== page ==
In Spider-Man: No Way Home, Peter Parker deals with a problem most of us will never need to worry about: His secret identity has been blown, and the world knows that he’s Spider-Man.
News crews surround his apartment building. Phones are repeatedly shoved into his face. “I am the most famous person in the entire world,” he laments to his girlfriend, MJ. “And I’m still broke.”
In the real world, Tom Holland—the guy who plays Spider-Man—is not broke. But he might know a little how Peter Parker must feel. And he decided to do something about it.
Holland, who hadn’t connected with his nearly 68 million Instagram followers in weeks, returned to Insta ever-so-briefly to say why: He was taking a break from social media for his mental health.
Holland said that social media can be “overwhelming,” and that reading things about himself online can cause him to “spiral.”
“Ultimately it’s very detrimental to my mental state, so I decided to take a step back and delete the app,” he tells us.
The main purpose of his post, fittingly, was to push a series of apps by Stem4, a charity designed to care for and boost teens’ mental health. Of course, when you’re talking about mental health, social media is an inescapable part of the conversation. So I’d imagine that Holland’s post might encourage teens to consider the role of social media in their own lives, as well.
As various sources have reported, teens who use social media a lot tend to be more anxious and depressed (though adults aren’t immune to these harms, either). And in a blockbuster series of reports last year, we learned that Facebook (as Instagram’s parent company was called at the time) knew that Instagram could be detrimental to their users’ mental health, especially if those users were teen girls.
Holland is hardly the only person to step away from Instagram and other social media apps. Plugged In’s Emily Clark detailed her own struggles to just delete the app. (Perhaps Holland was following her lead.)
But our relationship with social media is complex. The fact that Holland returned—even temporarily—to Instagram reminds us that social media isn’t all bad. Through Insta, Holland was able to share with millions of people about a charity he feels is worthwhile and helpful. (Focus on the Family, of course, has loads of its own resources to help teen mental health. You can check out a couple of articles here and here.)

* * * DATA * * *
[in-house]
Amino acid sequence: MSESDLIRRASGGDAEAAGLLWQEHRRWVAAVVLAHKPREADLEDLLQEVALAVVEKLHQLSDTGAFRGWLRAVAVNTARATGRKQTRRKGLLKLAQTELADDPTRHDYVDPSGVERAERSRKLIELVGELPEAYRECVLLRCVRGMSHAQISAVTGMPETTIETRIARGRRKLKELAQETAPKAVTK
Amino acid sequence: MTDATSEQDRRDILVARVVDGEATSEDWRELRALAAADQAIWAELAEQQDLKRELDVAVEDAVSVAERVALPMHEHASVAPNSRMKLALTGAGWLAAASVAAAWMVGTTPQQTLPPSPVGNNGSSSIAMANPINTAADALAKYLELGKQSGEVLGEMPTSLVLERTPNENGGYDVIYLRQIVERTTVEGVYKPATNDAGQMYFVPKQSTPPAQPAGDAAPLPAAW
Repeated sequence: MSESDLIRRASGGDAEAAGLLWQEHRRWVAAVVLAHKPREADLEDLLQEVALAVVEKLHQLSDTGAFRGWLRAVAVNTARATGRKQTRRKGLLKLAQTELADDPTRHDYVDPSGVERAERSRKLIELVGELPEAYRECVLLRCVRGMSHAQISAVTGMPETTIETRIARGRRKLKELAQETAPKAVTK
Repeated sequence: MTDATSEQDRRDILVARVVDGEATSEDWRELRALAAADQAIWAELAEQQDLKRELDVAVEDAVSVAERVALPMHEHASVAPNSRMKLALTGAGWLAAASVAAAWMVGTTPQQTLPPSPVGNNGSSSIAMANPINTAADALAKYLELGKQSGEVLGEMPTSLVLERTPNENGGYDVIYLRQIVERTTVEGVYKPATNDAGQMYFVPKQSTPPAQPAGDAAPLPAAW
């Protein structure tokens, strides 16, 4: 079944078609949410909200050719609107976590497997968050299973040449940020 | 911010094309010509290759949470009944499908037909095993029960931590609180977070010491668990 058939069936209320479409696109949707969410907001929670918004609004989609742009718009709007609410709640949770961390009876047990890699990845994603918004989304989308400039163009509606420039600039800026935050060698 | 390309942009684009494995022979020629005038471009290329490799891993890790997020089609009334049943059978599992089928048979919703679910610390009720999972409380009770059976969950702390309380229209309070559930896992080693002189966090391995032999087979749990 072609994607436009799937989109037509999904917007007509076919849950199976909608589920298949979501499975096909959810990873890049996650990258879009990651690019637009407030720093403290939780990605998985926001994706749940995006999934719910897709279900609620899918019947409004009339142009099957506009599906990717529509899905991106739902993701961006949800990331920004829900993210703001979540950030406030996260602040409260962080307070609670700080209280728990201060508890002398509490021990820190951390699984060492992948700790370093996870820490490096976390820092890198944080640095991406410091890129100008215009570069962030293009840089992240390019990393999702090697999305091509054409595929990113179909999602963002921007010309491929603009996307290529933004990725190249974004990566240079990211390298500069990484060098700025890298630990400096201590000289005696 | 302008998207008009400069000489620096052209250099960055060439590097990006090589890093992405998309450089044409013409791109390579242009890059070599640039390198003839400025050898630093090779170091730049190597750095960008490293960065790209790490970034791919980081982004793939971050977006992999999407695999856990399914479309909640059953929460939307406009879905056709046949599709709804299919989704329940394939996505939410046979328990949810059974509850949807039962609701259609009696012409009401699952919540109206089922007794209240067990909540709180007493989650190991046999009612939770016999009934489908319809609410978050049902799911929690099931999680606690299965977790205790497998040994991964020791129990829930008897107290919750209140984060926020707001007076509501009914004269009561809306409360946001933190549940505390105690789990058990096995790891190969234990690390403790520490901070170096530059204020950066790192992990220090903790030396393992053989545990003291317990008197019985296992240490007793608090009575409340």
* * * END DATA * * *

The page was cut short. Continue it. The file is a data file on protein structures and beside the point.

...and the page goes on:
Unfortunately, this tool for connection can so often become an instrument for harm. We see perfect lives lived online and wonder why our lives look so boring by comparison. We read angry comments and become angry in turn. We, like Holland, sometimes read things about ourselves that hurt us. That cause us to spiral.
In the movies, Spider-Man is blessed with super-human strength. He swings from buildings using his fancy webs. He battles a number of bad guys, from the Green Goblin and Vulture to mighty Thanos himself. He rarely walks away from a challenge.
But he’s not invincible. Neither is the guy who plays him. Neither are we. And when it comes to social media, sometimes the best thing we can do—the most heroic thing, really—is to walk away.
-Love it! Though I do not have any social media other than YouTube, I can agree, it can be quite tiresome…
-I’m praying it works for Tom Holland. I confess that when I was waiting to find out what happened in Avengers Endgame, I would sometimes go to his Instagram to see Marvel movie set photos, even though I didn’t have an Instagram account. He definitely has a talent for humor, so hopefully stepping back will recharge him.
Not having the internet at home, I didn’t realize how much social media manipulates you until I tried Reddit this past year. Somehow the points system messes with your self esteem. I like Reddit to find advice for learning foreign languages, but it seems to bring out the worst in people. I keep debating deleting my account.